Gentry is the kind of quarterback Texas assistant head coach for the offense Shawn Watson could work wonders with. His huge frame gives him the ability to easily see over the kind of big offensive linemen Watson likes to utilize, while adding an extra zip to the ball a smaller quarterback wouldn't have. Currently at a slim 230 pounds , Gentry could easily add 15 to 20 pounds with a college level strength program to enhance his ability to absorb hits in the pocket without jeopardizing his running ability.

While Gentry never looks to run first, his big arm can back a defense up so much that he is able to use his athleticism to rip off for long yard touchdown runs, like the two 80-yard runs he had against Mayfield.

Watson originally recruited him while still at Louisville, while still helping first-round draft pick Teddy Bridgewater finish up his stellar career with the Cardinals. If Watson can work the same kind of magic with this tall kid from New Mexico, it could be fun to watch the Longhorn offense in a couple of years.

Senior outside hitter Haley Eckerman is ready to take Texas back to the top. After last season’s Final Four exit, Eckerman and the Longhorns are ready to get the season under way.

Photo Credit: Chelsea Purgahn | Daily Texan Staff

As a middle blocker and center in high school, junior middle blocker Sara Hattis made quite the name for herself in New Mexico. In her time at Cleveland High School, just outside of Albuquerque, Hattis garnered All-State honors in both volleyball and basketball, was an Under Armour All-American honorable mention in volleyball and led her volleyball team to the state finals.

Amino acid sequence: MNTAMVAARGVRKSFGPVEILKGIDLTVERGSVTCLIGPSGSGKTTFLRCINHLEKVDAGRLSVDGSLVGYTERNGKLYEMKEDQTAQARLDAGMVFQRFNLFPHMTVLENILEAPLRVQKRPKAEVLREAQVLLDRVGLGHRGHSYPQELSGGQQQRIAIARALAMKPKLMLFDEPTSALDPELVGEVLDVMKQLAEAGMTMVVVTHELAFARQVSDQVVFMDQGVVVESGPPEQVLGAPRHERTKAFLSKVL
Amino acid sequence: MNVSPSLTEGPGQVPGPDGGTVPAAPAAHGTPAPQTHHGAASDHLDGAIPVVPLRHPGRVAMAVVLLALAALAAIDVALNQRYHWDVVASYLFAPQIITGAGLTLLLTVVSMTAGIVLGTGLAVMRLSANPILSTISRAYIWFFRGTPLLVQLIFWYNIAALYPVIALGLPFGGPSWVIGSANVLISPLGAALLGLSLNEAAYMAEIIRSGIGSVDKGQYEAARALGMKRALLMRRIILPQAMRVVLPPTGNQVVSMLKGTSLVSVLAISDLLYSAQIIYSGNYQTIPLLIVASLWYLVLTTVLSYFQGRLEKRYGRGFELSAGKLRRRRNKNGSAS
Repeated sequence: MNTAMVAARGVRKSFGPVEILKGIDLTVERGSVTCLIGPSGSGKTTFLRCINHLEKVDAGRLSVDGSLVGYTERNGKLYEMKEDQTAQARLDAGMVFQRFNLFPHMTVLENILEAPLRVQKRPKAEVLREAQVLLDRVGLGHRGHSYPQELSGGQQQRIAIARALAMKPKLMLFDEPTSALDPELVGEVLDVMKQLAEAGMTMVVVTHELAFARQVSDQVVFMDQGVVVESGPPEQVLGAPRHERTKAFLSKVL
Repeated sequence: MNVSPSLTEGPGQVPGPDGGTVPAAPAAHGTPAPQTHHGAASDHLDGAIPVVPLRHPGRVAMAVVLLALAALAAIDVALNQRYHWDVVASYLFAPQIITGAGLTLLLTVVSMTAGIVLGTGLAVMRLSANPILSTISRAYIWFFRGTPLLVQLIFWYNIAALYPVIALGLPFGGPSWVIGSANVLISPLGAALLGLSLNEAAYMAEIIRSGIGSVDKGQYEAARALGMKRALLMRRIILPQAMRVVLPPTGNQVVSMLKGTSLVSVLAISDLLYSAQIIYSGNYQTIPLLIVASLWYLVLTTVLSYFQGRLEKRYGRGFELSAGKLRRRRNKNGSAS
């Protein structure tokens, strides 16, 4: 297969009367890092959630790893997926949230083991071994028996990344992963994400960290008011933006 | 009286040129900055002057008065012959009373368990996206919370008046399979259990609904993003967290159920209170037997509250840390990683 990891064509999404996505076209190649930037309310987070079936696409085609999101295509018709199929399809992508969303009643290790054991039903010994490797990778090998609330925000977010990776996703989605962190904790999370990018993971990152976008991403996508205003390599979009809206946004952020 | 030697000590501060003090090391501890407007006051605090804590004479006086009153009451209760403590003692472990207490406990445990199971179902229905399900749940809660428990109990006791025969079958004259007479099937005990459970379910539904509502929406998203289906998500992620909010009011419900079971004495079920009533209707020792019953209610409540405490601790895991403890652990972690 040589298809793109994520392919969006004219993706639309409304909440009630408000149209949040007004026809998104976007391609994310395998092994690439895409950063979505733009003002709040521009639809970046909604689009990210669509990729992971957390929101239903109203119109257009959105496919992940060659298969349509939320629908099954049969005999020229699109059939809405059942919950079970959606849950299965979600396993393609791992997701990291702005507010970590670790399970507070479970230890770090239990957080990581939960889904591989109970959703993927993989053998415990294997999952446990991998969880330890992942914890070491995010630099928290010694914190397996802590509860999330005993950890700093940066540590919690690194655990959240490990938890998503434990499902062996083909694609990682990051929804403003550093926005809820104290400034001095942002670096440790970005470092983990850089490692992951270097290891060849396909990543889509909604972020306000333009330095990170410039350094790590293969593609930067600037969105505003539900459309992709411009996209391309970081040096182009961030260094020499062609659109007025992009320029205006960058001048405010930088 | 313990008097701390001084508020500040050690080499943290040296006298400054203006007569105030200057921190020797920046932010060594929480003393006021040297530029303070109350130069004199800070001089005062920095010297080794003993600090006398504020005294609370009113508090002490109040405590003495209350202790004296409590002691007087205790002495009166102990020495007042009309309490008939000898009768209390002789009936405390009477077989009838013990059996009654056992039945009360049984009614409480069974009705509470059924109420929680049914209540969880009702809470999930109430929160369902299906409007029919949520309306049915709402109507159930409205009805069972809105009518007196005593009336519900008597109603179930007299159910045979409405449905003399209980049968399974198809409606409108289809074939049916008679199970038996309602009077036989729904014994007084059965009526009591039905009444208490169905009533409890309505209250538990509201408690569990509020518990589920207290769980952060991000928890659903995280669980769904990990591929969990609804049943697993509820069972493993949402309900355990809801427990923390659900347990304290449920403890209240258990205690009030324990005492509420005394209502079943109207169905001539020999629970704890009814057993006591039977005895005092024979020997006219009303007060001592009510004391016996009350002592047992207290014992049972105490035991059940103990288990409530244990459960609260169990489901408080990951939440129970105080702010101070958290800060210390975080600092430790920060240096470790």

Now in her junior year at Texas, Hattis is returning home when the Longhorns compete in the Lobo Classic this weekend and can’t wait to show off her home state to her teammates.

“It’s an exciting experience to bring your team back to where you’re from and show them what you did and grew up with your whole life,” Hattis said.

Raised in Rio Rancho, about 20 minutes outside of Albuquerque, Hattis was a multi-sport star in high school. In addition to her honors in basketball and volleyball, she also succeeded in track and field, placing second at state in the high jump her senior year.

Returning to her home state, Hattis is a key part on a Longhorn team looking to contend again for the national title after missing out on a chance to repeat as champs a year ago. The tournament is Texas’ first competitive match since suffering a heart-wrenching defeat to Wisconsin in the Final Four last December.

As tough as the loss was, Hattis said it was a good learning moment for the team.

“We have to be able to take every game seriously and not let down and think it’s going to be an easy game,” Hattis said.

That includes this weekend. While Texas comes in ranked second in the AVCA Coaches poll, none of the other teams in the tournament are in the top 25 and only one, New Mexico, received votes in the poll.